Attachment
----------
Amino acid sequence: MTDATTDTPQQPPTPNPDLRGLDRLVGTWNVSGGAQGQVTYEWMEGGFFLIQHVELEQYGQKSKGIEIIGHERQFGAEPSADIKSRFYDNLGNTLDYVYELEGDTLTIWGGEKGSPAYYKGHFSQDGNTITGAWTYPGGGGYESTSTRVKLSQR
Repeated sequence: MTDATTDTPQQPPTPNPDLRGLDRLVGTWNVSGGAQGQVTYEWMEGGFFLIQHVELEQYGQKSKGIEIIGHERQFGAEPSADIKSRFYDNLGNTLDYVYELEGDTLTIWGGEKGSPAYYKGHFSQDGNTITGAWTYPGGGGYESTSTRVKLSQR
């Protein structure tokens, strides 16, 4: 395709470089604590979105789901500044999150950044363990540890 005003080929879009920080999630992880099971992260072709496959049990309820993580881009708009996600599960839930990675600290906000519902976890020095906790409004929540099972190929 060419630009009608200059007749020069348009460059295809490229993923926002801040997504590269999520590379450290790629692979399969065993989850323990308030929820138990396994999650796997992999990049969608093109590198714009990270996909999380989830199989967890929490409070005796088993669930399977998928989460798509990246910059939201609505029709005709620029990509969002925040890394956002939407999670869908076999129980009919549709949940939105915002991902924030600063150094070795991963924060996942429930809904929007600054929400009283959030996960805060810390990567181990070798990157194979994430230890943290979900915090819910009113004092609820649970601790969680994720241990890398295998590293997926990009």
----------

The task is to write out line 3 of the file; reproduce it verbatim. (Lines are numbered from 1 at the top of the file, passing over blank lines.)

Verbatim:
């Protein structure tokens, strides 16, 4: 395709470089604590979105789901500044999150950044363990540890 005003080929879009920080999630992880099971992260072709496959049990309820993580881009708009996600599960839930990675600290906000519902976890020095906790409004929540099972190929 060419630009009608200059007749020069348009460059295809490229993923926002801040997504590269999520590379450290790629692979399969065993989850323990308030929820138990396994999650796997992999990049969608093109590198714009990270996909999380989830199989967890929490409070005796088993669930399977998928989460798509990246910059939201609505029709005709620029990509969002925040890394956002939407999670869908076999129980009919549709949940939105915002991902924030600063150094070795991963924060996942429930809904929007600054929400009283959030996960805060810390990567181990070798990157194979994430230890943290979900915090819910009113004092609820649970601790969680994720241990890398295998590293997926990009």